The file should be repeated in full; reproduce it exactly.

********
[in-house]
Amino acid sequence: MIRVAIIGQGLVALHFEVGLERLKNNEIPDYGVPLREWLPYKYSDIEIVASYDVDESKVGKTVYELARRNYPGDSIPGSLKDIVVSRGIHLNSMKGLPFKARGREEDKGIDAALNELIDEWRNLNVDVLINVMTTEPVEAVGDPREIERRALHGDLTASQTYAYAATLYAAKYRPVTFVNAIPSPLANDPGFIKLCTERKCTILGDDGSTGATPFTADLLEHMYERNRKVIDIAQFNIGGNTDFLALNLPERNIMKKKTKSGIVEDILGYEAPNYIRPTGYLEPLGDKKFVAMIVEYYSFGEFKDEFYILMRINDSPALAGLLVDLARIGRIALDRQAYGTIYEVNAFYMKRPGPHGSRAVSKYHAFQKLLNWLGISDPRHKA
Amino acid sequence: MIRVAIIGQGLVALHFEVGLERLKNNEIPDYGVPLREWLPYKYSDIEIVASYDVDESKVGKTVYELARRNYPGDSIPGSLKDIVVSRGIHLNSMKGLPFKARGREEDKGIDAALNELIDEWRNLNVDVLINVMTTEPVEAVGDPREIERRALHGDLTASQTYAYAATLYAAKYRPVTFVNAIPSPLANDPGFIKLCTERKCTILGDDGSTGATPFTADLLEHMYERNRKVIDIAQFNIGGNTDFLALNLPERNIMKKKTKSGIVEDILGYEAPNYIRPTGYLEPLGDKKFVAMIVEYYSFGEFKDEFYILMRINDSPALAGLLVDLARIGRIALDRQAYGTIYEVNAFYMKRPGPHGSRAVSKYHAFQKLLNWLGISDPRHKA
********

[in-house]
Amino acid sequence: MIRVAIIGQGLVALHFEVGLERLKNNEIPDYGVPLREWLPYKYSDIEIVASYDVDESKVGKTVYELARRNYPGDSIPGSLKDIVVSRGIHLNSMKGLPFKARGREEDKGIDAALNELIDEWRNLNVDVLINVMTTEPVEAVGDPREIERRALHGDLTASQTYAYAATLYAAKYRPVTFVNAIPSPLANDPGFIKLCTERKCTILGDDGSTGATPFTADLLEHMYERNRKVIDIAQFNIGGNTDFLALNLPERNIMKKKTKSGIVEDILGYEAPNYIRPTGYLEPLGDKKFVAMIVEYYSFGEFKDEFYILMRINDSPALAGLLVDLARIGRIALDRQAYGTIYEVNAFYMKRPGPHGSRAVSKYHAFQKLLNWLGISDPRHKA
Amino acid sequence: MIRVAIIGQGLVALHFEVGLERLKNNEIPDYGVPLREWLPYKYSDIEIVASYDVDESKVGKTVYELARRNYPGDSIPGSLKDIVVSRGIHLNSMKGLPFKARGREEDKGIDAALNELIDEWRNLNVDVLINVMTTEPVEAVGDPREIERRALHGDLTASQTYAYAATLYAAKYRPVTFVNAIPSPLANDPGFIKLCTERKCTILGDDGSTGATPFTADLLEHMYERNRKVIDIAQFNIGGNTDFLALNLPERNIMKKKTKSGIVEDILGYEAPNYIRPTGYLEPLGDKKFVAMIVEYYSFGEFKDEFYILMRINDSPALAGLLVDLARIGRIALDRQAYGTIYEVNAFYMKRPGPHGSRAVSKYHAFQKLLNWLGISDPRHKA